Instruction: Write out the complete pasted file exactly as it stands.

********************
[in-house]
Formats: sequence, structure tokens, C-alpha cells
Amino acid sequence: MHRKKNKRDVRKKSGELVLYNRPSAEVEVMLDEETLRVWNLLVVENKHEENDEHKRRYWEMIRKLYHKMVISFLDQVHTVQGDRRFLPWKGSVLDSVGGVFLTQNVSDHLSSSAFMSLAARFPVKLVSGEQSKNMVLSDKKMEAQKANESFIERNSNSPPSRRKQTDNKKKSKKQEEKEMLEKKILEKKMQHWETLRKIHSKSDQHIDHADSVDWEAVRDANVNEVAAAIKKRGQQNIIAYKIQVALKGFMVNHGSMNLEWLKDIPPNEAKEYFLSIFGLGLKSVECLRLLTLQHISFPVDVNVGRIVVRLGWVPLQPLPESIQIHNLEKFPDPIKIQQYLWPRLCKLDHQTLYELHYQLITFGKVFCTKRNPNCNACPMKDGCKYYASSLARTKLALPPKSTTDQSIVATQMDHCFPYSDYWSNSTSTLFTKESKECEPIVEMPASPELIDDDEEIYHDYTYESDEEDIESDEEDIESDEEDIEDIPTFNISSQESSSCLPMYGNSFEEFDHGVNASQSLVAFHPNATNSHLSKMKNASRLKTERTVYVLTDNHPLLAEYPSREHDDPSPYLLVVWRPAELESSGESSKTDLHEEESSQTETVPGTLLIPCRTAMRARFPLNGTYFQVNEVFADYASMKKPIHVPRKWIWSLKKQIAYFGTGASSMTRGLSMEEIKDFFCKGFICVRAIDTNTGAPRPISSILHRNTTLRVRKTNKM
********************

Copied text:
[in-house]
Formats: sequence, structure tokens, C-alpha cells
Amino acid sequence: MHRKKNKRDVRKKSGELVLYNRPSAEVEVMLDEETLRVWNLLVVENKHEENDEHKRRYWEMIRKLYHKMVISFLDQVHTVQGDRRFLPWKGSVLDSVGGVFLTQNVSDHLSSSAFMSLAARFPVKLVSGEQSKNMVLSDKKMEAQKANESFIERNSNSPPSRRKQTDNKKKSKKQEEKEMLEKKILEKKMQHWETLRKIHSKSDQHIDHADSVDWEAVRDANVNEVAAAIKKRGQQNIIAYKIQVALKGFMVNHGSMNLEWLKDIPPNEAKEYFLSIFGLGLKSVECLRLLTLQHISFPVDVNVGRIVVRLGWVPLQPLPESIQIHNLEKFPDPIKIQQYLWPRLCKLDHQTLYELHYQLITFGKVFCTKRNPNCNACPMKDGCKYYASSLARTKLALPPKSTTDQSIVATQMDHCFPYSDYWSNSTSTLFTKESKECEPIVEMPASPELIDDDEEIYHDYTYESDEEDIESDEEDIESDEEDIEDIPTFNISSQESSSCLPMYGNSFEEFDHGVNASQSLVAFHPNATNSHLSKMKNASRLKTERTVYVLTDNHPLLAEYPSREHDDPSPYLLVVWRPAELESSGESSKTDLHEEESSQTETVPGTLLIPCRTAMRARFPLNGTYFQVNEVFADYASMKKPIHVPRKWIWSLKKQIAYFGTGASSMTRGLSMEEIKDFFCKGFICVRAIDTNTGAPRPISSILHRNTTLRVRKTNKM